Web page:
The 7 Step Process for Extremely Productive Sales Conversations

Jay Fuchs
Jay Fuchs


Having conversations with prospects is baked into sales — in a lot of ways, it's the basis of the whole concept.

You need to be able to successfully initiate and conduct productive sales conversations if you really want to thrive in a sales role. Being able to thoughtfully and adeptly communicate with prospects in-person, over the phone, and via email will set you up for a long and successful career in the field.

But sales conversations aren't always straightforward, and your ability to nail one rests on a few key elements that aren't necessarily obvious. So to help you out, we've compiled a list of tips and tricks to get the most out of your direct communication with prospects and customers.

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1. Prepare, prepare, and prepare some more.

You need to have some degree of familiarity with your prospect before launching into a sales conversation. If you don't, your core value proposition will come off as generic, making the dialogue around it impersonal and underwhelming.

A sales conversation is an opportunity to speak to a prospect's unique challenges and demonstrate why you, specifically, are best-equipped to address them. You can't do that without doing your research.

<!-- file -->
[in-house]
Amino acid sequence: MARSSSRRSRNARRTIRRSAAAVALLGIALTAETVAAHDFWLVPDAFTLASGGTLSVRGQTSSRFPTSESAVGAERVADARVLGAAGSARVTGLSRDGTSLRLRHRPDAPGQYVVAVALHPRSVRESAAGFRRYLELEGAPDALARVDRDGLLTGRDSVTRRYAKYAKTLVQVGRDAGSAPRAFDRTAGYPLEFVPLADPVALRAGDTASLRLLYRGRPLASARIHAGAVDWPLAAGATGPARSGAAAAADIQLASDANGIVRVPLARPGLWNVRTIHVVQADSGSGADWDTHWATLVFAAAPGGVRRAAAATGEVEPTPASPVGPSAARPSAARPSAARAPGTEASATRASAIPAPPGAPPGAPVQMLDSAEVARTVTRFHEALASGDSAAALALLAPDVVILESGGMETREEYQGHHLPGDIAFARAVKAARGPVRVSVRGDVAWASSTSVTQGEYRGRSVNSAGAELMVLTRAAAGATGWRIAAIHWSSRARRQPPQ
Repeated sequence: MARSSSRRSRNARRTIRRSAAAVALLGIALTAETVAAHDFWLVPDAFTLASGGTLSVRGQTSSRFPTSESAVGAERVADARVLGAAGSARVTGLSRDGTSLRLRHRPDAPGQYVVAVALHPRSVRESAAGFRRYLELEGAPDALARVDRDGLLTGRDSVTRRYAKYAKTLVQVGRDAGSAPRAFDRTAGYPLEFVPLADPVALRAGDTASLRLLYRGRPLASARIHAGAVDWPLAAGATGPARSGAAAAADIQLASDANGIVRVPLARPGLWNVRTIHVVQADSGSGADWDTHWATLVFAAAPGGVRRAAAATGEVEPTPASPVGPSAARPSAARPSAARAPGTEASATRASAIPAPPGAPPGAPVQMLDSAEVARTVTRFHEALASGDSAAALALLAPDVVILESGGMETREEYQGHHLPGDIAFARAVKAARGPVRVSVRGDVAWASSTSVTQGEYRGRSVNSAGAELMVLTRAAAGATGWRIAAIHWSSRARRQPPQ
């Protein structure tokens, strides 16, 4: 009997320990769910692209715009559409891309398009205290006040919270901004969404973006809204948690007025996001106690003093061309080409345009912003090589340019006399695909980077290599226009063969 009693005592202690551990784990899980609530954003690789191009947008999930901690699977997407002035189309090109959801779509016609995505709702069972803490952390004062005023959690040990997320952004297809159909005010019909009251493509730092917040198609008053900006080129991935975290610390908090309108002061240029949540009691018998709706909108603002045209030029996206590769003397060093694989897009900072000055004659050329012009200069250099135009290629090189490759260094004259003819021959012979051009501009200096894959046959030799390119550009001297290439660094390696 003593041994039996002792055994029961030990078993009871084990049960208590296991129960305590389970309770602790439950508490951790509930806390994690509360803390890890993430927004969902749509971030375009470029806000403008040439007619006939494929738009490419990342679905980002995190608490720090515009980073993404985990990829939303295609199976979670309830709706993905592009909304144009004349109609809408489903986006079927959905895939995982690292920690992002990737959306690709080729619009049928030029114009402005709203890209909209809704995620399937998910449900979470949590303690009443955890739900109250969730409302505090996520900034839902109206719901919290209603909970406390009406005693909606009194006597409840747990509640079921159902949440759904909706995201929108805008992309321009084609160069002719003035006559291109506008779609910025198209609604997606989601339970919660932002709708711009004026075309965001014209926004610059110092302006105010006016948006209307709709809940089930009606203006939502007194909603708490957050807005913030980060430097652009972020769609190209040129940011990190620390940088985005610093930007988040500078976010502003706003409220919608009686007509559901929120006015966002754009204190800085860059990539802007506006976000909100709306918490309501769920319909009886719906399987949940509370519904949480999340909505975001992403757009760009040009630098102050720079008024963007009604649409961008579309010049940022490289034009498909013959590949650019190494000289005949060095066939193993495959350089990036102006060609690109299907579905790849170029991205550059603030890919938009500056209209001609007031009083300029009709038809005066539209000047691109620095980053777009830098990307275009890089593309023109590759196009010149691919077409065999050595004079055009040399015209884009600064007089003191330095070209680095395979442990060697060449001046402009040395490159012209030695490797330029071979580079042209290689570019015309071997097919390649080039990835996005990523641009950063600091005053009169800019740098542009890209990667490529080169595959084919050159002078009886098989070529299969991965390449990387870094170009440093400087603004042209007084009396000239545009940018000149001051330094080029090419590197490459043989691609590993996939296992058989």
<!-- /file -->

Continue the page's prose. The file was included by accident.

Familiarize yourself with their industry, and how your product or service has helped similar companies within it. Understand other key elements of their business like its market position, its scale, and the solutions it's currently leveraging (if possible).

You want to come off as both actively interested in their organization and knowledgeable about the circumstances it operates under. Your ability to conduct every other step on this list rests on how well you address this one, so be sure to thoroughly prepare before initiating a sales conversation.

2. Have a strong feel for their pain points.

This point is an extension of the one above. Understanding your prospect's pain points might be the most important byproduct of all your preparation. Remember, you're having a conversation with a prospect about their business — not some vague monolith of businesses in general.

That's why your value proposition has to be relevant and personal. Each company has its own qualities, interests, and needs, and you need to determine the specific pain points that stem from those elements.

Components of your research relating to factors like a company's industry, scale, market position, competitive landscape, current solutions leveraged, and performance should be very telling into the kinds of problems it might be dealing with. Notes and insights from any previous conversations can also provide an excellent reference point for this step.

3. Focus on building rapport.

A successful sales conversation is rooted in trust and comfort. You need to put your prospect at ease. If you can do that, they'll be in the best possible position to hear and entertain your value proposition.

Do what you can to build rapport with your prospect. Make your conversation as familiar and natural as possible. That means making a point of finding common ground, demonstrating a sincere interest in their business, being friendly, and — above all — being yourself.

Very few people are inclined to buy from someone they don't mesh with, and if you're too awkward, robotic, or overbearing, you'll have a hard time developing that chemistry. A sales conversation is just that — a conversation — so approach yours with a mentality that reflects that.